DR: It’s crazy when people get traded and you’d kind of gotten used to them. But that’s how the NBA is — you’re not gonna play with the same people every year. We had the new guys come in, and thank God they’re vets who have been in the League for a while. They’re just basketball players who don’t care about stats or things like that.
Dime: Does that force you to change your style or your mindset on the court, even in the middle of the season?
DR: Yeah. Like last year when we had Ben, he’s a guy that’s gonna score a lot. So with him gone, I had to get used to shooting a lot more. Eventually I got into that aggressive mode, always attacking all the time.
Dime: You’ve been all over the place as far as endorsements, commercials and everything else. You’ve got Powerade, adidas, 2K Sports, you’re on some NBA.com ads…
DR: It feels good, man. You walk out of the house and see a giant billboard with your face on it, or your mother or your brother is calling you saying they just saw your commercial, or somebody says they just heard you over the radio and you sounded good. That’s how you want it to be when you’re a little kid dreaming of being in the NBA.
The greatest marketing person in our sport is Michael Jordan. His marketing was just crazy, and being in Chicago, I saw that. He was everywhere, overseas and around the world. Everybody knows Michael Jordan. So there’s nothing wrong with having a lot of endorsements and marketing, as long as you’re still working hard.
Dime: As the reigning Rookie of the Year, who has your R.O.Y. vote?
DR: I’m picking Tyreke. He’s been doing a good job with all the trades they’ve had and injuries, and he’s playing the same way. Plus, he’s from Memphis, so that’s my guy.
Dime: Compare Tyreke’s style to Brandon Jennings and Stephen Curry.
DR: Brandon is very, very quick. Curry, he’s more shifty. He’s not as quick, but he’s got a lot of moves. Tyreke is kind of like that, too, but he’s bigger than both of them.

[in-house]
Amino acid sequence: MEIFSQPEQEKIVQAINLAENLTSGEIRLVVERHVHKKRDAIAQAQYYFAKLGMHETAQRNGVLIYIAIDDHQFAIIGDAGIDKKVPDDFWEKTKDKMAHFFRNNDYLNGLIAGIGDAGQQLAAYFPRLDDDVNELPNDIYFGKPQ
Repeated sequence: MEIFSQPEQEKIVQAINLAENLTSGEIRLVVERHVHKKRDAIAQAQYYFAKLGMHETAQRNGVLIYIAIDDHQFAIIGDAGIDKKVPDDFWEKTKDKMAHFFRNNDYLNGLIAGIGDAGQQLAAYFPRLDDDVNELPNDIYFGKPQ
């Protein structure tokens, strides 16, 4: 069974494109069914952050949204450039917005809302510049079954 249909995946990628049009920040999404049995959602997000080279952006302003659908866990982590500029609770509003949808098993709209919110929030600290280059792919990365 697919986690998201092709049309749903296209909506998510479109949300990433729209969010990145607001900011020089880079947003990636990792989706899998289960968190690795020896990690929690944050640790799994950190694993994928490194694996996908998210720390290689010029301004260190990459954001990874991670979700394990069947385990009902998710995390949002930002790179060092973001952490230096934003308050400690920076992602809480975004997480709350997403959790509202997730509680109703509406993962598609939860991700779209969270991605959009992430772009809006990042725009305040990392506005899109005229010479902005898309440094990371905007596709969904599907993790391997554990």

Dime: Physically, what’s the biggest difference between your rookie year and your second year?
DR: You just know how to save your energy. In training camp you learn a couple of tricks, like how to ice yourself. Every year you learn a little bit more about how to take care of your body. Some people like Kobe, they know they’re gonna play for (Team USA) right after the season and they really won’t get any time off. So you’ve gotta make sure you eat right, you lift right, and everything else.
Dime: A lot of people say you’re the most athletic point guard in the League. Who is the most athletic PG you’ve faced so far?
DR: Russell Westbrook. He’s real athletic, just attacking and being aggressive going to the hole and getting layups. He’s very explosive.
Dime: What do the Bulls have to do to secure a good playoff spot and get past the first round?
DR: First, we gotta stop people. We gotta defend. The way we play, our offense starts with our defense, and we’re not that good in the halfcourt. So we have to stop people to run, and when we run we can be very effective. Then, when we have teams down by 10 or 15, we have to find a way to take their confidence. Take ’em out of the game and stop playin’ with them.